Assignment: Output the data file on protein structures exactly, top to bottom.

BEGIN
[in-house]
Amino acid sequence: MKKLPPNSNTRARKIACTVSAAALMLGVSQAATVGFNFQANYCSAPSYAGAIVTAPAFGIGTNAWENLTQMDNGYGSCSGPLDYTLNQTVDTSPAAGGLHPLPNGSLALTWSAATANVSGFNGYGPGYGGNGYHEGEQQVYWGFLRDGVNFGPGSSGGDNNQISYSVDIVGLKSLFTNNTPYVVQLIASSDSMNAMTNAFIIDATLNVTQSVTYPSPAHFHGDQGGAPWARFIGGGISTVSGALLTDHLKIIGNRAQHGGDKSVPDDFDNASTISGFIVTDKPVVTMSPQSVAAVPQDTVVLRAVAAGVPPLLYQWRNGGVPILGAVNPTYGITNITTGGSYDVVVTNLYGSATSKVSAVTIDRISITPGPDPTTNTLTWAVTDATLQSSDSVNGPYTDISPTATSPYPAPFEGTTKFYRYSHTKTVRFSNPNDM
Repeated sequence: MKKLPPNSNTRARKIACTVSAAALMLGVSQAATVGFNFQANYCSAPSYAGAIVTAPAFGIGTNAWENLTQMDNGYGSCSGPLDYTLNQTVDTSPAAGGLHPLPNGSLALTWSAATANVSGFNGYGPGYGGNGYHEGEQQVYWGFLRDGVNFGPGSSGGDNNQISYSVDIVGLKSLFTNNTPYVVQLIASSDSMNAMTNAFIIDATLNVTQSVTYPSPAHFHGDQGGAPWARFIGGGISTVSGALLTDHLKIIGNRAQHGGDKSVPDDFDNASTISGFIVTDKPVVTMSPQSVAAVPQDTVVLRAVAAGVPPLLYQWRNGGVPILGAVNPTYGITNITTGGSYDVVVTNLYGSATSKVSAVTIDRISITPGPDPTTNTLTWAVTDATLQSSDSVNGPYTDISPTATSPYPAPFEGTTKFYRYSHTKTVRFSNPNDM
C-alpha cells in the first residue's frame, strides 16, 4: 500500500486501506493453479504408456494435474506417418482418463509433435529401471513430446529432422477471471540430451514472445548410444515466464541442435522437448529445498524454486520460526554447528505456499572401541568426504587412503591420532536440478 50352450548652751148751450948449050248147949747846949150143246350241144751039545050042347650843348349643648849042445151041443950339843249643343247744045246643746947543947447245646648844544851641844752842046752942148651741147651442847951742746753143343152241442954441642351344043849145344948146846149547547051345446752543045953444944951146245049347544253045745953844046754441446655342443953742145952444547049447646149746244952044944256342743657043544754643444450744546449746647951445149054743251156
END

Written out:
[in-house]
Amino acid sequence: MKKLPPNSNTRARKIACTVSAAALMLGVSQAATVGFNFQANYCSAPSYAGAIVTAPAFGIGTNAWENLTQMDNGYGSCSGPLDYTLNQTVDTSPAAGGLHPLPNGSLALTWSAATANVSGFNGYGPGYGGNGYHEGEQQVYWGFLRDGVNFGPGSSGGDNNQISYSVDIVGLKSLFTNNTPYVVQLIASSDSMNAMTNAFIIDATLNVTQSVTYPSPAHFHGDQGGAPWARFIGGGISTVSGALLTDHLKIIGNRAQHGGDKSVPDDFDNASTISGFIVTDKPVVTMSPQSVAAVPQDTVVLRAVAAGVPPLLYQWRNGGVPILGAVNPTYGITNITTGGSYDVVVTNLYGSATSKVSAVTIDRISITPGPDPTTNTLTWAVTDATLQSSDSVNGPYTDISPTATSPYPAPFEGTTKFYRYSHTKTVRFSNPNDM
Repeated sequence: MKKLPPNSNTRARKIACTVSAAALMLGVSQAATVGFNFQANYCSAPSYAGAIVTAPAFGIGTNAWENLTQMDNGYGSCSGPLDYTLNQTVDTSPAAGGLHPLPNGSLALTWSAATANVSGFNGYGPGYGGNGYHEGEQQVYWGFLRDGVNFGPGSSGGDNNQISYSVDIVGLKSLFTNNTPYVVQLIASSDSMNAMTNAFIIDATLNVTQSVTYPSPAHFHGDQGGAPWARFIGGGISTVSGALLTDHLKIIGNRAQHGGDKSVPDDFDNASTISGFIVTDKPVVTMSPQSVAAVPQDTVVLRAVAAGVPPLLYQWRNGGVPILGAVNPTYGITNITTGGSYDVVVTNLYGSATSKVSAVTIDRISITPGPDPTTNTLTWAVTDATLQSSDSVNGPYTDISPTATSPYPAPFEGTTKFYRYSHTKTVRFSNPNDM
C-alpha cells in the first residue's frame, strides 16, 4: 500500500486501506493453479504408456494435474506417418482418463509433435529401471513430446529432422477471471540430451514472445548410444515466464541442435522437448529445498524454486520460526554447528505456499572401541568426504587412503591420532536440478 50352450548652751148751450948449050248147949747846949150143246350241144751039545050042347650843348349643648849042445151041443950339843249643343247744045246643746947543947447245646648844544851641844752842046752942148651741147651442847951742746753143343152241442954441642351344043849145344948146846149547547051345446752543045953444944951146245049347544253045745953844046754441446655342443953742145952444547049447646149746244952044944256342743657043544754643444450744546449746647951445149054743251156